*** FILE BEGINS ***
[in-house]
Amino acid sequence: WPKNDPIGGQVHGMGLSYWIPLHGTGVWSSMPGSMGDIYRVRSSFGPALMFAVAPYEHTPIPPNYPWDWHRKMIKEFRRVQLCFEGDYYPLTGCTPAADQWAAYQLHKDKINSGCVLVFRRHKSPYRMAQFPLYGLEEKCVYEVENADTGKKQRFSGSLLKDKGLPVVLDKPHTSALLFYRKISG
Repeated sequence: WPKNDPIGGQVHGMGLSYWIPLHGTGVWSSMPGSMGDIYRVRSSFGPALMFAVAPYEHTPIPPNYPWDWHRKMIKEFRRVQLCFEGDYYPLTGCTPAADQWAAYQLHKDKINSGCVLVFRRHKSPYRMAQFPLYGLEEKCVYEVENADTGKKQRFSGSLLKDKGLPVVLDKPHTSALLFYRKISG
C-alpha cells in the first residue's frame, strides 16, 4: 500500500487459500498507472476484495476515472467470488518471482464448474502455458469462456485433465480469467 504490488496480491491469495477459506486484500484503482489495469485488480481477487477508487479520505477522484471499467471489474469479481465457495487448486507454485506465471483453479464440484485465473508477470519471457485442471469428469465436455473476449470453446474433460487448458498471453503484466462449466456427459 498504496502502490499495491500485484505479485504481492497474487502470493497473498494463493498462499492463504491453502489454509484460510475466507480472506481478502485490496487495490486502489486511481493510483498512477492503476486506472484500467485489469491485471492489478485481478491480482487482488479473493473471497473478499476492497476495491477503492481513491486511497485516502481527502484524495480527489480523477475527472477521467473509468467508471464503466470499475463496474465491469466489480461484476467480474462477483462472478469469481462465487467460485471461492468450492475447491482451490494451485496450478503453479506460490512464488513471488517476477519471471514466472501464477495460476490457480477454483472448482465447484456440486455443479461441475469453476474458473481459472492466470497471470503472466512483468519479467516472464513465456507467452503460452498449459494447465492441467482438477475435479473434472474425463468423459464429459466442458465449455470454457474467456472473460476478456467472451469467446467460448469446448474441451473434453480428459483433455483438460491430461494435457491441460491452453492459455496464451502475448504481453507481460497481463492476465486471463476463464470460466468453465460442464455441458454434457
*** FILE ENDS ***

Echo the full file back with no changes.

[in-house]
Amino acid sequence: WPKNDPIGGQVHGMGLSYWIPLHGTGVWSSMPGSMGDIYRVRSSFGPALMFAVAPYEHTPIPPNYPWDWHRKMIKEFRRVQLCFEGDYYPLTGCTPAADQWAAYQLHKDKINSGCVLVFRRHKSPYRMAQFPLYGLEEKCVYEVENADTGKKQRFSGSLLKDKGLPVVLDKPHTSALLFYRKISG
Repeated sequence: WPKNDPIGGQVHGMGLSYWIPLHGTGVWSSMPGSMGDIYRVRSSFGPALMFAVAPYEHTPIPPNYPWDWHRKMIKEFRRVQLCFEGDYYPLTGCTPAADQWAAYQLHKDKINSGCVLVFRRHKSPYRMAQFPLYGLEEKCVYEVENADTGKKQRFSGSLLKDKGLPVVLDKPHTSALLFYRKISG
C-alpha cells in the first residue's frame, strides 16, 4: 500500500487459500498507472476484495476515472467470488518471482464448474502455458469462456485433465480469467 504490488496480491491469495477459506486484500484503482489495469485488480481477487477508487479520505477522484471499467471489474469479481465457495487448486507454485506465471483453479464440484485465473508477470519471457485442471469428469465436455473476449470453446474433460487448458498471453503484466462449466456427459 498504496502502490499495491500485484505479485504481492497474487502470493497473498494463493498462499492463504491453502489454509484460510475466507480472506481478502485490496487495490486502489486511481493510483498512477492503476486506472484500467485489469491485471492489478485481478491480482487482488479473493473471497473478499476492497476495491477503492481513491486511497485516502481527502484524495480527489480523477475527472477521467473509468467508471464503466470499475463496474465491469466489480461484476467480474462477483462472478469469481462465487467460485471461492468450492475447491482451490494451485496450478503453479506460490512464488513471488517476477519471471514466472501464477495460476490457480477454483472448482465447484456440486455443479461441475469453476474458473481459472492466470497471470503472466512483468519479467516472464513465456507467452503460452498449459494447465492441467482438477475435479473434472474425463468423459464429459466442458465449455470454457474467456472473460476478456467472451469467446467460448469446448474441451473434453480428459483433455483438460491430461494435457491441460491452453492459455496464451502475448504481453507481460497481463492476465486471463476463464470460466468453465460442464455441458454434457